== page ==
Where Some Ideas Are Stranger Than Others...
Back in early 2017, I found myself reflecting on the latest experiment in papering over past and present colonialism, a thing called "reconciliation" with Indigenous peoples here in the northern part of what is now labelled as canada on the maps. The Truth and Reconciliation Commission of Canada (TRC), which began in 2009 and released its report and "calls to action" in 2015, heralded an outpouring in mainstream canadian media. "Reconciliation," "improving the relationship," et cetera, ad nauseum. I had been reading and listening to this stuff for over a year. Indigenous writers and thinkers whom I respect struggled mightily to find a good path forward in this mess of media buzzwords. Ryan McMahon dedicated an entire season of his podcast Red Man Laughing to "reconciliation," for crying out loud. He seemed to come around to the idea a bit. A media blitz plus lots of federal feel good press releases set my reactions to high skeptical, so I watched, and waited, and listened, and read. Doing my best to reserve judgement. (Ha ha, see what I did there?) Well. It has been a long period of research, and here is the conclusion I have come to.
There is no reconciliation. That's right, folks who think you are white (many thanks to James Baldwin), there is no reconciliation. There will be no reconciliation. Period. There are many reasons why, but let's start with Sophie McCall's description of reconciliation in her book First Person Plural, since she whether or not she thinks she is white, she understands that she is not Indigenous and has given serious thought to how to interact with Indigenous peoples respectfully. "While reconciliation prioritizes the expiation of the colonizer's sense of guilt, it places the onus upon the colonized to end longstanding conflicts." The prioritization of expiating colonizers' sense of guilt is key here.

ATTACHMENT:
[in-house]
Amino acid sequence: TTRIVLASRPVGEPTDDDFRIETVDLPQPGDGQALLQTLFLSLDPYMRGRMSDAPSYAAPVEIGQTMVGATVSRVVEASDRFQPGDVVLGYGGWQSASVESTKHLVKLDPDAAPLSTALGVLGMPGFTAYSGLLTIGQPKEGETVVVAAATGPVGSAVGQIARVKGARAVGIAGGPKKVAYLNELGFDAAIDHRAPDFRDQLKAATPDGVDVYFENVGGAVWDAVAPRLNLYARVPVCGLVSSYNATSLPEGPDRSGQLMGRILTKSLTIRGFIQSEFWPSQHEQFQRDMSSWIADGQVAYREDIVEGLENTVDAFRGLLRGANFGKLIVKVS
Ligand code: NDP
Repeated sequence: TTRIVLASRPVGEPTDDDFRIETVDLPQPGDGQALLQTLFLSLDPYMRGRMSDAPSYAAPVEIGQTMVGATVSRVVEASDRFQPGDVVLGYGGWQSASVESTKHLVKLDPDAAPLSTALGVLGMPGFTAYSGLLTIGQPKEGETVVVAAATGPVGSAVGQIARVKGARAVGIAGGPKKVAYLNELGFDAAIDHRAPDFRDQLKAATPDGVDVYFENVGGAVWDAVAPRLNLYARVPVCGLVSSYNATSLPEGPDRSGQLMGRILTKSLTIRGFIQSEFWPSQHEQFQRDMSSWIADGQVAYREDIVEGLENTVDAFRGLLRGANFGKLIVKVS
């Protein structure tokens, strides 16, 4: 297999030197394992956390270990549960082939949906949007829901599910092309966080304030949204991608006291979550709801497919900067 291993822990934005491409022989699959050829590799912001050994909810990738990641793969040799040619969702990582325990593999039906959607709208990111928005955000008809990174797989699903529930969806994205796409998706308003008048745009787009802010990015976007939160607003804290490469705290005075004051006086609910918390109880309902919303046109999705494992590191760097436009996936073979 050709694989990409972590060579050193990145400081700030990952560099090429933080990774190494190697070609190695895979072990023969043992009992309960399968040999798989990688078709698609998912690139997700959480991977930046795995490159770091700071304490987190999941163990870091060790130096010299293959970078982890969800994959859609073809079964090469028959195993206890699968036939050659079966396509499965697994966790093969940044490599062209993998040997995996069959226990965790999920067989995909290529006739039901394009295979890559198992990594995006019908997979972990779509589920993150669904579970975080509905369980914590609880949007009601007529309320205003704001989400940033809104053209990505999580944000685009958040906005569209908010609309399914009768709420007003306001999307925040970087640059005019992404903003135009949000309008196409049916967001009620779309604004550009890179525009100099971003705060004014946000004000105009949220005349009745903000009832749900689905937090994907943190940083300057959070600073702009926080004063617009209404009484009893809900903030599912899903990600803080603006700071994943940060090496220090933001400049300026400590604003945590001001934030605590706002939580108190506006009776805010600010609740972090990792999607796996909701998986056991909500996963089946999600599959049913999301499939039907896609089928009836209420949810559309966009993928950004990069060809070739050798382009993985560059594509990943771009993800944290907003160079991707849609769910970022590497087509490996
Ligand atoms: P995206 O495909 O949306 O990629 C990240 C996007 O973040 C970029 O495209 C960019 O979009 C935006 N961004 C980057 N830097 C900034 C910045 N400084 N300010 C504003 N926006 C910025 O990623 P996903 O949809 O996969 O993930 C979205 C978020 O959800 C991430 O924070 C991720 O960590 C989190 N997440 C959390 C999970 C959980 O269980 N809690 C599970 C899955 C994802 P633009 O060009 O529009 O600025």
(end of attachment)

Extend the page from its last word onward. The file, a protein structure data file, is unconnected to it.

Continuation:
Now let's go on to what the word "reconciliation" actually means. According to my OED, it refers to restoration of friendly relations between parties, or making "one view or belief compatible with another." In colonial states, there have been and are no friendly relations. What there have been and are, are Indigenous people engaging in resistance and damage control while non-Indigenous people continue pursuing their displacement and dispossession by every means possible. This includes non-Indigenous people who may never have consciously intended to engage in such behaviour in their lives, because this is something that comes from a systemic and structural not an individual, basis. At no time has there been any widespread effort on the part of non-Indigenous people, most especially those who think they are white, to make their own views and beliefs compatible with the views and beliefs of Indigenous people, even the basic ones like the right of Indigenous people to exist and have a future. The definition of "reconciliation" in my dictionary also refers to "making financial accounts consistent." When the money stolen from any Indigenous nation just in canada is returned with interest and a full and complete acknowledgement that it is not possible for Indigenous peoples to "surrender" their lands as a prelude to putting the land situation right and upholding treaties by the people who think they are white – let alone the other non-Indigenous folks who may or may not have realized what a mess they were getting into when they came here – then maybe the word might at least hand wave at that definition.
I appreciate that many readers might find what I'm writing here inflammatory and unfair. How dare I suggest that there is an ongoing effort to destroy Indigenous people, after all, that's in the past. Non-Indigenous people living in canada today had nothing to with those horrible actions, and people know those things are unacceptable and no one does that horrible stuff anymore.